Why Wall Street Attracts Philanthropists, Politicians, And Other Professionals

When someone exits Wall Street for an unlikely job, it usually makes headlines.

Vijay Brihmadesam is one of the best examples. He reportedly left a “cushy finance job at a private equity firm” to go work on the food assembly line at a local Chipotle. The reason: he dreamed of starting his own restaurant but wanted to gain firsthand experience before taking the plunge.

Brihmadesam’s story is not the norm. In fact, Wall Street seems to attract more people than it loses.

Paul Goldschmidt, a 25-year-old first baseman for the Arizona Diamondbacks, has planned to get a “real job” for a long time. He currently earns several million a year playing baseball, but he is looking into an off-season finance training program. He told Bloomberg that he would happily take on an internship, even if it was only for a day.

David Petraeus took a job with Kohlberg Kravis Roberts after resigning from the CIA last year. He now serves as the chairman of KKR Global Institute, the company’s newest division.

Tracy Postert, a young Wall Street exec, used the once-popular Occupy Wall Street protests to her advantage. Though she may have appeared to be part of the crowd while spending half her time with protesters in New York City, she went there to get the attention of prospective employers. In time, her unique strategy paid off.

Two years ago Business Insider published a story about 29 people who went from Wall Street to Washington and then back to Wall Street.

Why is Wall Street so appealing to so many different people?

More often than not, it’s the money.

For example, Jason Trigg (an MIT computer science graduate) plans to give away as much of his money as humanly possible. The more he makes, the more he can give away. Thus, he came to Wall Street to earn more and to share more.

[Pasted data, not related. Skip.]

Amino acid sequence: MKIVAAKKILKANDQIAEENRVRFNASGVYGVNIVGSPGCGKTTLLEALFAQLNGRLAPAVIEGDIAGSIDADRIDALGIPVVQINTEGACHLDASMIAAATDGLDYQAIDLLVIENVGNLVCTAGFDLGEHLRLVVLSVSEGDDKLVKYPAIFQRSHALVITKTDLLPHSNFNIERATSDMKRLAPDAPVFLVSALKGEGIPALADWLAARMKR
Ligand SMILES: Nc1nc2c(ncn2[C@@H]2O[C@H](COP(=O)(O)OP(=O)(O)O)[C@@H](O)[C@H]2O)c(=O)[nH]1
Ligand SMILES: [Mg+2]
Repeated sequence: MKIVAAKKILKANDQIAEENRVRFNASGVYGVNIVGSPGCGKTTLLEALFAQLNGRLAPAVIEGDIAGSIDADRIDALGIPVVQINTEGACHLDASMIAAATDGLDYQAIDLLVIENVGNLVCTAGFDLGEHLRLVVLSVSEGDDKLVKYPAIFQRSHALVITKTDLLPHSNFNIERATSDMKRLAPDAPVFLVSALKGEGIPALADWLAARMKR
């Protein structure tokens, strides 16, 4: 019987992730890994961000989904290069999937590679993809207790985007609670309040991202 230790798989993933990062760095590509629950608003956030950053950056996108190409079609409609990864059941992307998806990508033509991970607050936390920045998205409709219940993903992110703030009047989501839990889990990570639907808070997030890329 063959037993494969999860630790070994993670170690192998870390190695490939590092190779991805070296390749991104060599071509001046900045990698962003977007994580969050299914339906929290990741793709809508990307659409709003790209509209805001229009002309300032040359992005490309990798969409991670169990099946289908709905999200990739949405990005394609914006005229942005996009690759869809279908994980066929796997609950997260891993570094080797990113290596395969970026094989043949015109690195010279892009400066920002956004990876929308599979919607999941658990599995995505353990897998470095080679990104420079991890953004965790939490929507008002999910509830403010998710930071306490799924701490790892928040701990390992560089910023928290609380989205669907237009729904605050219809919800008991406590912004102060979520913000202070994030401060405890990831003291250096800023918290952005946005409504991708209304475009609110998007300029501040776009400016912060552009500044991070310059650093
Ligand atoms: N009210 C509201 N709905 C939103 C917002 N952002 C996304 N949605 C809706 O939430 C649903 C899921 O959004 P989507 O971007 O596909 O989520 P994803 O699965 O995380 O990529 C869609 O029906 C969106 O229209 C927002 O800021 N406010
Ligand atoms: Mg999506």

Lucky for Trigg and others like him, layoffs no longer dominate Wall Street employment news.

“Business profits seem to be doing pretty well, which I think is a really good sign,” Larry Freed, President and CEO of ForeSee, told StreetID. “I don’t know that it’s translating down to the individual consumers as fast or as much as we need. But you have companies, when they look at their year-over-year comps, they’re actually doing pretty well.”

Freed, who previously served as the Chief Technology Officer of Bank One and held several senior positions at Compuware, said that slow growth on Wall Street is “not necessarily a bad thing because it can usually be sustained for a longer period.”

“We’re not getting the great job growth that we usually get in the recovery,” said Freed. “It’s much more measured growth. But things are definitely improving.”

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These days, job seekers have a million options, but we know where they should turn: StreetID. We built StreetID (a financial career matchmaking website) from the ground up to accommodate Wall Street’s growing community of financial professionals. In good times and in bad, current job seekers and those looking to move on in the future can turn to StreetID and sign up for a free account and make a direct connection with relevant candidates and employers.

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